In automotive tire manufacturing, rubber is the main raw material used in manufacturing. Rubber which is used for tire manufacturing is both natural and synthetic rubber. From the rubber trees, the natural rubber is found in liquid form from the bark. The liquid latex obtained from the tree bark is then mixed with acids which causes it to solidify to make the raw rubber. So, tire manufacturers require raw rubber and raw rubber is supplied to them in the shape of huge bales which are made from the rubber sheets that have been made after squeezing out the excess water from the above-explained rubber mixture. The second type of rubber is a synthetic rubber which is produced from the polymers found in crude oil. Butadiene is a kind of synthetic rubber polymer. Butadiene is often used in tire manufacturing and its synthetic combination with other materials decides the physical and chemical properties which further determines the performance of each component in the tire. The tire performance is judged by its rolling resistance, wear, and traction qualities. Further, instead of using just latex in the manufacturing industry, some manufacturers choose to use synthetic rubber because synthetic rubber is very durable and strong. Other than the automotive tires, it is often used in sporting goods also. For example, wire and cable insulation use synthetic rubber, but it might have more widespread use if the cost wasn’t greater than that of natural rubber. But various synthetic materials have been explored as of now and currently, synthetic rubber is derived from Isoprene. With the current innovation levels going on, the latest rubber compounds and technology would produce high-quality synthetic rubber from renewable resources that would replace approximately six gallons of crude oil required to produce one passenger car tire. In general, designs may vary by product and manufacturer but every tire has some percentage of natural rubber in it. The rubber is often blended with up to 100 different compounds. Some of these compounds are carbon black, silica, sulfur, and synthetic rubber and the combination of these compounds leads to the different performance characteristics for the tires. On the other hand, tread rubber is often a trade-off between various tire performance properties. By comparison, all-terrain tires that deliver excellent traction cannot be expected to deliver the tread mileage of a touring tire that has been engineered to operate on smooth surfaces.
Butadiene is often used in tire manufacturing and its synthetic combination with other materials decides the physical and chemical properties which further determines the performance of each component in the tire. The tire performance is judged by its rolling resistance, wear, and traction qualities.
What is rubber material compounding:
Compounding is bringing together of all the ingredients needed to mix a batch of rubber compound. Each component of a tire has a different application and may require a variation of ingredients to mix together to ensure the component can best perform its job. Mixing is the process of bringing all the ingredients together by applying mechanical work to blend them into a homogeneous substance. The mixing is done in three or four stages to incorporate the ingredients in the desired state.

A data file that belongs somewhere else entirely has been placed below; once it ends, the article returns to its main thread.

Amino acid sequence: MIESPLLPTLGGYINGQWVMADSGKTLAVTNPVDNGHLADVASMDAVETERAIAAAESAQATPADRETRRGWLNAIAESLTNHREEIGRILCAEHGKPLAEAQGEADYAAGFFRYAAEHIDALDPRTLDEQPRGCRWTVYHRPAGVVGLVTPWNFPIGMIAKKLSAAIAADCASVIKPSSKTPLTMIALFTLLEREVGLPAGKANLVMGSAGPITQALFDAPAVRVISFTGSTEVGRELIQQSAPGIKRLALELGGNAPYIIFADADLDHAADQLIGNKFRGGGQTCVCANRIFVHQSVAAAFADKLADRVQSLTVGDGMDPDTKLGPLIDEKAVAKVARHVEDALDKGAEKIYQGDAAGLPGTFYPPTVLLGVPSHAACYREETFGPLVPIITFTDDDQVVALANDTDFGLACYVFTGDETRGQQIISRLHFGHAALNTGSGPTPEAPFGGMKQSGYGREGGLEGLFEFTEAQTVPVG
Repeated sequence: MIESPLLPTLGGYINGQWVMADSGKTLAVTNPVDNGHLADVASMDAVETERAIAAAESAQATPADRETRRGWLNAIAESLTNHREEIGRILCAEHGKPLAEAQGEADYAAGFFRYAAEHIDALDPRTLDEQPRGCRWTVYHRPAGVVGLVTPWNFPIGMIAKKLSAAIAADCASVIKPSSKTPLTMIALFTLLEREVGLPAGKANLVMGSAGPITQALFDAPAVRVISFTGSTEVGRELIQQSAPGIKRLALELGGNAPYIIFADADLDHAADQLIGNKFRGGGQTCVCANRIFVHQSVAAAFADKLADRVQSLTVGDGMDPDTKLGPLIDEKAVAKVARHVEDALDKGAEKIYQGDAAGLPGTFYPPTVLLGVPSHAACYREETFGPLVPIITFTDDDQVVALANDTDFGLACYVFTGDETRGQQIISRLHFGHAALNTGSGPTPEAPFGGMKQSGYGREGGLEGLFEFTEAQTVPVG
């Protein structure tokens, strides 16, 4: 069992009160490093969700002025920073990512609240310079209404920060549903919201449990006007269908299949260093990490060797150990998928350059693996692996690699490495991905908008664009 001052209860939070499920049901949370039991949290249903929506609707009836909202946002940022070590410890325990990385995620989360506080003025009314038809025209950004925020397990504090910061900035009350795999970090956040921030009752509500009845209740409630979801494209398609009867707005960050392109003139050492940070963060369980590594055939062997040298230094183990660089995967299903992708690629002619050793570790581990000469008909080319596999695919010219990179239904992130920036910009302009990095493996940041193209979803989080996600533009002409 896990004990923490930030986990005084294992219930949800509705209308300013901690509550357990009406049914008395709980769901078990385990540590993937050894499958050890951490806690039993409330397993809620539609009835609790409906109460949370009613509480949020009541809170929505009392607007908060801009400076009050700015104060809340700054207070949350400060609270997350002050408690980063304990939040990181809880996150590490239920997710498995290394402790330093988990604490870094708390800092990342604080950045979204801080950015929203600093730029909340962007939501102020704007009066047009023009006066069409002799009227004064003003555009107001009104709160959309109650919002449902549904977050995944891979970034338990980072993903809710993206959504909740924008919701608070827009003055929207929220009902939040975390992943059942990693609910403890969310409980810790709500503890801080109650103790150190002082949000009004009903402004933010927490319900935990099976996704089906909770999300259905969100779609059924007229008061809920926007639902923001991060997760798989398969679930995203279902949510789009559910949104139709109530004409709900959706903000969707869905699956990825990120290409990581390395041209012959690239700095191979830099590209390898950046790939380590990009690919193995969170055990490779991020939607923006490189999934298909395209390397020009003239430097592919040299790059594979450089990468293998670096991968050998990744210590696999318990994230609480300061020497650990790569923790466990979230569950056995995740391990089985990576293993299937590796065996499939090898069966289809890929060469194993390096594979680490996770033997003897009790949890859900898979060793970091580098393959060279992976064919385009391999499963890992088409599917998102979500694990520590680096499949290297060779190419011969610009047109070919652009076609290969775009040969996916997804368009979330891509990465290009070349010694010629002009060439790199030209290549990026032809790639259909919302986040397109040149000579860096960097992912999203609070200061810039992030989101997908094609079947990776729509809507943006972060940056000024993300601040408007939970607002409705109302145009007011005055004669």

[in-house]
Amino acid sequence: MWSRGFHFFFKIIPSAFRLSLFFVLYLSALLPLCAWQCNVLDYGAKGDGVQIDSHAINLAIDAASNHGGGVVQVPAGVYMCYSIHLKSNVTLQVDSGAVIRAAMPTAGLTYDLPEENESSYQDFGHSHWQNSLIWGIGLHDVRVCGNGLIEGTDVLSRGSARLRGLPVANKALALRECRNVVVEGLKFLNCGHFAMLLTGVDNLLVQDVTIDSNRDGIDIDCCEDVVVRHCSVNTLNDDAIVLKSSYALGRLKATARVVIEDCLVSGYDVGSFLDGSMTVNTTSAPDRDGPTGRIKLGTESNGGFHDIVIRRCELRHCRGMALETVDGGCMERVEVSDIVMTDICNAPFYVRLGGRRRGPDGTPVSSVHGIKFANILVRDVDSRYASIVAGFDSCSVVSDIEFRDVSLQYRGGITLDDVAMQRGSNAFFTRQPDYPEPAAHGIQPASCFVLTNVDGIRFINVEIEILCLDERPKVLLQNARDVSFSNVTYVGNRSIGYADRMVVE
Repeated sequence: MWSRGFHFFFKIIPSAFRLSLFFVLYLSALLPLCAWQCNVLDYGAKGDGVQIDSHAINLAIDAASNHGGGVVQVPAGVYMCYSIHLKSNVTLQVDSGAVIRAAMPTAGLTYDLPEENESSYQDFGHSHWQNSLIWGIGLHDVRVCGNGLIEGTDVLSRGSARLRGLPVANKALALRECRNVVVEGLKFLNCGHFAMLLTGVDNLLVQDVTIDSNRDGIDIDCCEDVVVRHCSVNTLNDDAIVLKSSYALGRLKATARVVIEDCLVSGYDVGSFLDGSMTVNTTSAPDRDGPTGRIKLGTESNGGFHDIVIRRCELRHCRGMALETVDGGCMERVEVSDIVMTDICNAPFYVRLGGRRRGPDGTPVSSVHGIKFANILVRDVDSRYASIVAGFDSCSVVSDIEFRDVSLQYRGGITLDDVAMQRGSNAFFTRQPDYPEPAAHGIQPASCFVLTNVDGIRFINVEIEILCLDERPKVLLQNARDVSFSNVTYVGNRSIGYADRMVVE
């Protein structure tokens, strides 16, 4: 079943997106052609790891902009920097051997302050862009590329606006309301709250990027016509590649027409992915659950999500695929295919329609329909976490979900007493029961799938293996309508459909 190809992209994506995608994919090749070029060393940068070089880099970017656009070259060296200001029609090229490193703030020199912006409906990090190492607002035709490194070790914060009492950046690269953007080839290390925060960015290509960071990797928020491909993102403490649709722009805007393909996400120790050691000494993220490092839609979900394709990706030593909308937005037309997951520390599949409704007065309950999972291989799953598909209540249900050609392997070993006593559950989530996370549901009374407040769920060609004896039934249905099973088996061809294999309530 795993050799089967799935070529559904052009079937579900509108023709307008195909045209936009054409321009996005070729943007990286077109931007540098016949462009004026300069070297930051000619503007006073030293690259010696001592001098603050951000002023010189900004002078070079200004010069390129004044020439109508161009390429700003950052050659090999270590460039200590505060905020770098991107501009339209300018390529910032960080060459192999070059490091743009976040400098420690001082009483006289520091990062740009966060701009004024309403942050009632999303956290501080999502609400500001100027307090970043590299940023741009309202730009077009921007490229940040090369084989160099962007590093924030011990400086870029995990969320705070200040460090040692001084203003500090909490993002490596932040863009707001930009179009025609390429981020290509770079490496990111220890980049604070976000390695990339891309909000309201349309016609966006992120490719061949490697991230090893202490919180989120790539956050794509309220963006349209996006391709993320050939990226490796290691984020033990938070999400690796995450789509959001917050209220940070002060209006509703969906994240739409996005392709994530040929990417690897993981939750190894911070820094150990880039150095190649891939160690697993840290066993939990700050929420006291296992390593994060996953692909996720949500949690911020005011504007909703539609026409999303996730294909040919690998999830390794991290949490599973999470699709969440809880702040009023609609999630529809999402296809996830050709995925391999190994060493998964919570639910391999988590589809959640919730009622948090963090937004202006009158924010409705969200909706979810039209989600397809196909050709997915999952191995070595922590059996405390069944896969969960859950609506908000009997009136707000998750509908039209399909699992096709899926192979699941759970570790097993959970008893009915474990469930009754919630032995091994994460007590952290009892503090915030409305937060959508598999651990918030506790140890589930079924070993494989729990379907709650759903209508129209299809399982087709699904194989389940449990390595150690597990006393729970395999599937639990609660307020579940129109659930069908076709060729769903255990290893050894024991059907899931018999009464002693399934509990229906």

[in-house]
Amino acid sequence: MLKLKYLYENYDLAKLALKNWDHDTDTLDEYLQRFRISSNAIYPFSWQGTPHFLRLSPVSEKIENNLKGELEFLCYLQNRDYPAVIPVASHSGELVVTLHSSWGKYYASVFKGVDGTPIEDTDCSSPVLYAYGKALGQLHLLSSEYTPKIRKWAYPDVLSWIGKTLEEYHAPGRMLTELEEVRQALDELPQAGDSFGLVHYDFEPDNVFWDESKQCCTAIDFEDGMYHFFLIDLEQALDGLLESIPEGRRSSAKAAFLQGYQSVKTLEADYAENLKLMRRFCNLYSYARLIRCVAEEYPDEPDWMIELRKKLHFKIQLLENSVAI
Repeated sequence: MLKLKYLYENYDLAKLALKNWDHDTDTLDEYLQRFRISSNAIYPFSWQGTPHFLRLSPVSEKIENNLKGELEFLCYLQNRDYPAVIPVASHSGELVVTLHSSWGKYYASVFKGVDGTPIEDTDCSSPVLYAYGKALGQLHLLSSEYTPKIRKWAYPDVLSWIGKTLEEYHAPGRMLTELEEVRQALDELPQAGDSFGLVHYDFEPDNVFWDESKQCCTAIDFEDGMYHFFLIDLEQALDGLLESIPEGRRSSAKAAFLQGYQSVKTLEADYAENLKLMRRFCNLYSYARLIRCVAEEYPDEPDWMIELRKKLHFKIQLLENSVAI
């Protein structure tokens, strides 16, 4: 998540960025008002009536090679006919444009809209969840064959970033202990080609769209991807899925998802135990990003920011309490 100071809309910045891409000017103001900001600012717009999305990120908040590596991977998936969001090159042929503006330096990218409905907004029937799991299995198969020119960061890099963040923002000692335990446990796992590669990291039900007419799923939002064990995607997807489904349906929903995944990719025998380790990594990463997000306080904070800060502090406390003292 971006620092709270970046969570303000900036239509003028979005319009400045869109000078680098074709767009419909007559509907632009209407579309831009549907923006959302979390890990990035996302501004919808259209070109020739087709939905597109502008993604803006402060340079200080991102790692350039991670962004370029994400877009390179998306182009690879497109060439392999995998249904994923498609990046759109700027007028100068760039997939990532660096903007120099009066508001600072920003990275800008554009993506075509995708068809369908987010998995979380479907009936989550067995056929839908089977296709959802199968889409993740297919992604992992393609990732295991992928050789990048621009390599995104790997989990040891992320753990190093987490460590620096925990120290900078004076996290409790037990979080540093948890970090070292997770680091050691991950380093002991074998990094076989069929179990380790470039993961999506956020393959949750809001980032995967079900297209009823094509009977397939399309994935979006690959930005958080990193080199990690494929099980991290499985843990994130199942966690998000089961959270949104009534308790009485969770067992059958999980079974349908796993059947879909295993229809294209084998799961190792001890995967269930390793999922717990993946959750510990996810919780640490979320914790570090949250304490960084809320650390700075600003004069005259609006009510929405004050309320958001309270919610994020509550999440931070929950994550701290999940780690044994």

How the tire manufacturing is done?
In a tire, the tread and the sidewall are prepared by extruding the uncured rubber compound through an extrusion process. The extrusion process shapes the tire tread or the sidewall profiles, so, the extrusion process is one of the most important operations in the tire manufacturing process. For extruding the rubber compound, a screw-type extruder is used. The extruder assembly is primarily a combination of an extruder barrel and an extruder head. Following the extrusion process, tires are made using a variety of blending, extrusion, calendaring, cutting, assembly, and inspection equipment. Once a compound is extruded, it is then passed through calenders. Calendering is a process that involves squeezing the compound into thin sheets using a calendering machine. An automotive tire is manufactured by a robotized machine called a tire building machine. The tire building machine assembles all sub-assembly parts like tread, sidewall, inner liner, body ply, bead, and cord body together in order to assemble the tires. At this stage, the tires are uncured and are referred to as green tires.
A tire is manufactured on a flat shape drum in a two-stage process. First, the inner liner is wrapped around a drum. Secondly, the first body ply is wrapped on top, followed by the second body ply. Then, the bead assemblies are positioned. Thereafter, the drum has a bladder which is inflated which moves inwardly from both the ends of the drum which forces the plies to cover the bead assemblies. Then from both sections, the sidewall sections are then pressed. Next, another machine is used to apply the belts, nylon cap, and tread material on top of the tire obtained from the first stage process as explained above. The tire still needs curing after the above process.
What is Curing Process?
In order to give the green tire its final shape, curing is done. It is a process where pressure is applied along with heat to the green tire set in the mold. After the mold is closed, the pressure is applied to make the green tire flow into the mold, which makes the tread pattern and sidewall lettering already engraved on the mold, embossed on the green tire. Within the set cycle time, the tire is cured and the mold is opened by releasing the internal pressure. Thereafter, the tire cooling is done by placing it on a PCI, or post-cure inflator that holds and inflates the tire until it fully cools.